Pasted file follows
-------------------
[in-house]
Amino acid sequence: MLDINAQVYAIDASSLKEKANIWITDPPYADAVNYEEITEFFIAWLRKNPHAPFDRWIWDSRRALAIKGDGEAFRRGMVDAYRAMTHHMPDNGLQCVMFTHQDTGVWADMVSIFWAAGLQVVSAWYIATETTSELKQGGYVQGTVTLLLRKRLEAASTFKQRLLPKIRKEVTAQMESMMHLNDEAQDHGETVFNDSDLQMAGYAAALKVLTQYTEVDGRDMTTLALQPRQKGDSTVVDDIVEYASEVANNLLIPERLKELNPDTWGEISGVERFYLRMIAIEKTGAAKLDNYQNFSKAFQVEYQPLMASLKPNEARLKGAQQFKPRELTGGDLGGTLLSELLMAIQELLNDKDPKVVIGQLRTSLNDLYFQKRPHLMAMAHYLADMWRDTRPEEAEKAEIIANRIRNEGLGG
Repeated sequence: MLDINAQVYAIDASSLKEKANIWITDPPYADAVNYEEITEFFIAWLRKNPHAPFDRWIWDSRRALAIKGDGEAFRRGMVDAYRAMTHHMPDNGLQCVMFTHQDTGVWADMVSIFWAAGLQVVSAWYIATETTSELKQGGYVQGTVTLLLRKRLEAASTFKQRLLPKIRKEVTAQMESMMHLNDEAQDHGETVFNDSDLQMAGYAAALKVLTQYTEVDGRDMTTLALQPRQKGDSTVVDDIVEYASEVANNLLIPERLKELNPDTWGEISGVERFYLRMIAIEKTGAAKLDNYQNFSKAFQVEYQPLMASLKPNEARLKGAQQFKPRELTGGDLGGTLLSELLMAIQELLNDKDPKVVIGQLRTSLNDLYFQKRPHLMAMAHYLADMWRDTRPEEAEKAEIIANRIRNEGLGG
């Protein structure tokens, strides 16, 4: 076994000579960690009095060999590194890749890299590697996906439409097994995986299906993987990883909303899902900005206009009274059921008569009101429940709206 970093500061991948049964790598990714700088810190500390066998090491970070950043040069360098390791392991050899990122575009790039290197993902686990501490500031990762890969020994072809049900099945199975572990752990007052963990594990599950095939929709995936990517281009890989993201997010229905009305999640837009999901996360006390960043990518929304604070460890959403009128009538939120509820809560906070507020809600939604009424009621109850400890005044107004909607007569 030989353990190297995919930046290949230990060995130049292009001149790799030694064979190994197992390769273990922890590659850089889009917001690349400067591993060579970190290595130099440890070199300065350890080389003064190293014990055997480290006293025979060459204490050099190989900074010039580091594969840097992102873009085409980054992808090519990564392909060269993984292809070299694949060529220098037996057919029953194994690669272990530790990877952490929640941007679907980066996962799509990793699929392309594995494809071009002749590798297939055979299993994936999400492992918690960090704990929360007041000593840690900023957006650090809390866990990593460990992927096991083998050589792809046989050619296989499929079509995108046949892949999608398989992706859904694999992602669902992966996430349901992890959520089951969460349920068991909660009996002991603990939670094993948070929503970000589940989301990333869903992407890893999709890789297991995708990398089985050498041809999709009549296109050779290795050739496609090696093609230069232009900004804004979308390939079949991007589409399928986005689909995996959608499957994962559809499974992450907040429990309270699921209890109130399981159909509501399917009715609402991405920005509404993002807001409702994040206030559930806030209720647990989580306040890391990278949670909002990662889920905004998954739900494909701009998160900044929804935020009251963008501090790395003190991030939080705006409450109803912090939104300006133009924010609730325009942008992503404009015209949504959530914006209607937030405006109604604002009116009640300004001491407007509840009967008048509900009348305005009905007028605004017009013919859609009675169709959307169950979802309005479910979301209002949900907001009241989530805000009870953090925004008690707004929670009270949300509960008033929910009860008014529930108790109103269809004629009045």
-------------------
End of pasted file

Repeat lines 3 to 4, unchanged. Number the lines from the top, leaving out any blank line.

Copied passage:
Repeated sequence: MLDINAQVYAIDASSLKEKANIWITDPPYADAVNYEEITEFFIAWLRKNPHAPFDRWIWDSRRALAIKGDGEAFRRGMVDAYRAMTHHMPDNGLQCVMFTHQDTGVWADMVSIFWAAGLQVVSAWYIATETTSELKQGGYVQGTVTLLLRKRLEAASTFKQRLLPKIRKEVTAQMESMMHLNDEAQDHGETVFNDSDLQMAGYAAALKVLTQYTEVDGRDMTTLALQPRQKGDSTVVDDIVEYASEVANNLLIPERLKELNPDTWGEISGVERFYLRMIAIEKTGAAKLDNYQNFSKAFQVEYQPLMASLKPNEARLKGAQQFKPRELTGGDLGGTLLSELLMAIQELLNDKDPKVVIGQLRTSLNDLYFQKRPHLMAMAHYLADMWRDTRPEEAEKAEIIANRIRNEGLGG
């Protein structure tokens, strides 16, 4: 076994000579960690009095060999590194890749890299590697996906439409097994995986299906993987990883909303899902900005206009009274059921008569009101429940709206 970093500061991948049964790598990714700088810190500390066998090491970070950043040069360098390791392991050899990122575009790039290197993902686990501490500031990762890969020994072809049900099945199975572990752990007052963990594990599950095939929709995936990517281009890989993201997010229905009305999640837009999901996360006390960043990518929304604070460890959403009128009538939120509820809560906070507020809600939604009424009621109850400890005044107004909607007569 030989353990190297995919930046290949230990060995130049292009001149790799030694064979190994197992390769273990922890590659850089889009917001690349400067591993060579970190290595130099440890070199300065350890080389003064190293014990055997480290006293025979060459204490050099190989900074010039580091594969840097992102873009085409980054992808090519990564392909060269993984292809070299694949060529220098037996057919029953194994690669272990530790990877952490929640941007679907980066996962799509990793699929392309594995494809071009002749590798297939055979299993994936999400492992918690960090704990929360007041000593840690900023957006650090809390866990990593460990992927096991083998050589792809046989050619296989499929079509995108046949892949999608398989992706859904694999992602669902992966996430349901992890959520089951969460349920068991909660009996002991603990939670094993948070929503970000589940989301990333869903992407890893999709890789297991995708990398089985050498041809999709009549296109050779290795050739496609090696093609230069232009900004804004979308390939079949991007589409399928986005689909995996959608499957994962559809499974992450907040429990309270699921209890109130399981159909509501399917009715609402991405920005509404993002807001409702994040206030559930806030209720647990989580306040890391990278949670909002990662889920905004998954739900494909701009998160900044929804935020009251963008501090790395003190991030939080705006409450109803912090939104300006133009924010609730325009942008992503404009015209949504959530914006209607937030405006109604604002009116009640300004001491407007509840009967008048509900009348305005009905007028605004017009013919859609009675169709959307169950979802309005479910979301209002949900907001009241989530805000009870953090925004008690707004929670009270949300509960008033929910009860008014529930108790109103269809004629009045």